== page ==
A digital center to strengthen the protection of ancient murals in the grottoes of Dunhuang, northwest China's Gansu Province, has been set up in the Dunhuang Research Institute.
Wang Xudong, deputy director of the institute, said the center will collect and store information about the murals in digital form, which can be used for the display of the grottoes and to repair murals.
The institute has realized the importance of digital technologies in the protection of cultural relics, which are mainly murals and painted sculptures, Wang said.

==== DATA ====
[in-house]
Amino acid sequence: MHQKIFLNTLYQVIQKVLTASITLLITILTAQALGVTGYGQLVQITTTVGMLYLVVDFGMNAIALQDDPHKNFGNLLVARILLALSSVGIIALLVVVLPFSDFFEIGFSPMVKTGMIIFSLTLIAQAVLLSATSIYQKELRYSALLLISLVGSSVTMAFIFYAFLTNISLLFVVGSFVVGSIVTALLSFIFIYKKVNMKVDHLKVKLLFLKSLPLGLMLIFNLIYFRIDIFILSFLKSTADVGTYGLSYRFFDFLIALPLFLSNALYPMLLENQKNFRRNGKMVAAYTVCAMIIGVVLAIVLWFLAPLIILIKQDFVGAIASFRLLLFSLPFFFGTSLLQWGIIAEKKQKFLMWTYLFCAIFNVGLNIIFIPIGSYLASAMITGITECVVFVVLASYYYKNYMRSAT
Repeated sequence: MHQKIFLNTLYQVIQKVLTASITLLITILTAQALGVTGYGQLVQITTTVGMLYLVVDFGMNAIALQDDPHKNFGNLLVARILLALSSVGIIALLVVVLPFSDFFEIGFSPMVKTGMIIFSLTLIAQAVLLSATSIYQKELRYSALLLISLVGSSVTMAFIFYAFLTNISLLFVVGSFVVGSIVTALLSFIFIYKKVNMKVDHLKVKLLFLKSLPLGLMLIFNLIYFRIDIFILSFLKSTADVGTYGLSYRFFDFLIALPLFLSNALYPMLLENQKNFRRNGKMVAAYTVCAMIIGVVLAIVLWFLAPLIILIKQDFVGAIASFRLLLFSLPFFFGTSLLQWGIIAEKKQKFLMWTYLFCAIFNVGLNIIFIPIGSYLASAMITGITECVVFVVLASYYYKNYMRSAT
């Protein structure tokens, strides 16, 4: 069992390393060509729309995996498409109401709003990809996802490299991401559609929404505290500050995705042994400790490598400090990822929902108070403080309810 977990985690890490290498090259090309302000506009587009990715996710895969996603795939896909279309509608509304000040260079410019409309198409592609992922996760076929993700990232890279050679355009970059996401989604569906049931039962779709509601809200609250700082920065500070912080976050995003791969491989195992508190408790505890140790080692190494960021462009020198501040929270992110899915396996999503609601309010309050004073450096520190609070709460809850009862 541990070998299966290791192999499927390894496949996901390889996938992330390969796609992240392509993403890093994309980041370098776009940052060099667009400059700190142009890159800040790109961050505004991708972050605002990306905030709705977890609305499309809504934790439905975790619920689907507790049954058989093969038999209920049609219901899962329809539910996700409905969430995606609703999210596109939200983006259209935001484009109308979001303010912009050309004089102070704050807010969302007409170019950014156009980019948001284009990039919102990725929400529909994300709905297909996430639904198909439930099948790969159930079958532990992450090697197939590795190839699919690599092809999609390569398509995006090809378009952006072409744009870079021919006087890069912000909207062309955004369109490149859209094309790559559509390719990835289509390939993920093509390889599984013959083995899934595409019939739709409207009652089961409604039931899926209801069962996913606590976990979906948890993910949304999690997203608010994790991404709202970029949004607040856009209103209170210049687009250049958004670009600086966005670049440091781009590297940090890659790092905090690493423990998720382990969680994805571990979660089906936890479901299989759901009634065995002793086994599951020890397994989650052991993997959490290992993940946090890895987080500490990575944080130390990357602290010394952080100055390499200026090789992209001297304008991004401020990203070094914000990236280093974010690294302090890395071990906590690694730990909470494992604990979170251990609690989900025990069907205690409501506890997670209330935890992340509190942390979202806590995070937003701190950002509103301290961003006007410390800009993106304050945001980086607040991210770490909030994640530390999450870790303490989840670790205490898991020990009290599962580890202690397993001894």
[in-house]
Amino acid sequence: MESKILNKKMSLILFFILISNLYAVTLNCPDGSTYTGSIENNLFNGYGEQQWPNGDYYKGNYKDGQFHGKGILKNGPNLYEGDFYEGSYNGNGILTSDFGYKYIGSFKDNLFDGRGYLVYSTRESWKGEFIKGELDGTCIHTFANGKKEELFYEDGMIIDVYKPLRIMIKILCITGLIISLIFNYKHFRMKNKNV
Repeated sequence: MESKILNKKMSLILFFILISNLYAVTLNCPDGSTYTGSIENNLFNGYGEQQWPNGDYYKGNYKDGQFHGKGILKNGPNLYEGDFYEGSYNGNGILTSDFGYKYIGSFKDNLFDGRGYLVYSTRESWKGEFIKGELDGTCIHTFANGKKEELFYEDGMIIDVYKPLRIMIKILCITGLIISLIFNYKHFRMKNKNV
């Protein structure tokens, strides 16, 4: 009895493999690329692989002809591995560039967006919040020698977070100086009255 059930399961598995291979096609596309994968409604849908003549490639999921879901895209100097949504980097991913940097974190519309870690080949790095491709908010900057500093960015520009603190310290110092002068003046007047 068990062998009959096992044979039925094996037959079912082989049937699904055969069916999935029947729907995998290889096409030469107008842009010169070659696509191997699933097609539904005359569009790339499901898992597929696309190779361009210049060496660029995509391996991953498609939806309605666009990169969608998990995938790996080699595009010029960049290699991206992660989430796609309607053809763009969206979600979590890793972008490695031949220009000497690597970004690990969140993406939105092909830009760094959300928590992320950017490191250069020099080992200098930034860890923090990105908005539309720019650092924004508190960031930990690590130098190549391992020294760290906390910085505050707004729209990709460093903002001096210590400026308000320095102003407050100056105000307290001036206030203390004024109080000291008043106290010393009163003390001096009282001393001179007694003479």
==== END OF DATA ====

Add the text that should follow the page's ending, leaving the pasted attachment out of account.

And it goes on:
The institute has cooperated with organizations home and abroad in digital information collection, storage and display of the murals, Wang added.
Dating from 336 AD, the Mogao Grottoes in Dunhuang, also known as the Caves of 1,000 Buddhas, are listed as a world heritage site by the United Nations Educational, Scientific and Cultural Organization.
A total of 735 caves have been found and frescos on the inside wall cover an area of 45,000 square meters, with over 2,000 colored Buddha statues.
Mogao Grottoes is located on the eastern slope of Rattling Sand Mountain in the southeast of Dunhuang County in Gansu province.
(Xinhua News Agency May 11, 2006)